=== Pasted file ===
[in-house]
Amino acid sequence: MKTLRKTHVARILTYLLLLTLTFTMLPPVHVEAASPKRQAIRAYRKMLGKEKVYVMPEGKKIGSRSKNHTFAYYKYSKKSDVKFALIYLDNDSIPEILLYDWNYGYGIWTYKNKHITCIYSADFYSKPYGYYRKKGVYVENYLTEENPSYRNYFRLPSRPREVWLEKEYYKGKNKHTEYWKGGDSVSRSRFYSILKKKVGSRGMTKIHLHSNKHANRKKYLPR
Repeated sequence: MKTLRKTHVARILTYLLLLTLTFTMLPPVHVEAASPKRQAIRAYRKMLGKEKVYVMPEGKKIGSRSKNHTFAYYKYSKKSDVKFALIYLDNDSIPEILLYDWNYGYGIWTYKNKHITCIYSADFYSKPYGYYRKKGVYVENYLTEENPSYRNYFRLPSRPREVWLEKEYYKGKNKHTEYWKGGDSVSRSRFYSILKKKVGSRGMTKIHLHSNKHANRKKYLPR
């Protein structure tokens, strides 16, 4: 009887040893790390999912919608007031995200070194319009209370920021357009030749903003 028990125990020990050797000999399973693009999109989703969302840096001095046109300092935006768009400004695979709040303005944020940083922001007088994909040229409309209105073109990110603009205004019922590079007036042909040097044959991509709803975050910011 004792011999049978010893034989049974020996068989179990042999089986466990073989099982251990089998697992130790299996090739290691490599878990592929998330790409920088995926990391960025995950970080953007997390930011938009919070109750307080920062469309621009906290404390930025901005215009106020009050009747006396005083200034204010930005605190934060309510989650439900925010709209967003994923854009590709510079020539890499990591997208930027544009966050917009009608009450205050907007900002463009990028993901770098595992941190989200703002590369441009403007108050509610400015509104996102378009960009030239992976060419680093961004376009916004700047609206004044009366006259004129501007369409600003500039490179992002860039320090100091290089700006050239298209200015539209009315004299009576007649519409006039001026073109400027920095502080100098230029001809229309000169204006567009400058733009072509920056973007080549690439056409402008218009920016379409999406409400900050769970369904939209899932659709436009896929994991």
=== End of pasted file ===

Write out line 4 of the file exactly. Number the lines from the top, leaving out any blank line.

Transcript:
């Protein structure tokens, strides 16, 4: 009887040893790390999912919608007031995200070194319009209370920021357009030749903003 028990125990020990050797000999399973693009999109989703969302840096001095046109300092935006768009400004695979709040303005944020940083922001007088994909040229409309209105073109990110603009205004019922590079007036042909040097044959991509709803975050910011 004792011999049978010893034989049974020996068989179990042999089986466990073989099982251990089998697992130790299996090739290691490599878990592929998330790409920088995926990391960025995950970080953007997390930011938009919070109750307080920062469309621009906290404390930025901005215009106020009050009747006396005083200034204010930005605190934060309510989650439900925010709209967003994923854009590709510079020539890499990591997208930027544009966050917009009608009450205050907007900002463009990028993901770098595992941190989200703002590369441009403007108050509610400015509104996102378009960009030239992976060419680093961004376009916004700047609206004044009366006259004129501007369409600003500039490179992002860039320090100091290089700006050239298209200015539209009315004299009576007649519409006039001026073109400027920095502080100098230029001809229309000169204006567009400058733009072509920056973007080549690439056409402008218009920016379409999406409400900050769970369904939209899932659709436009896929994991």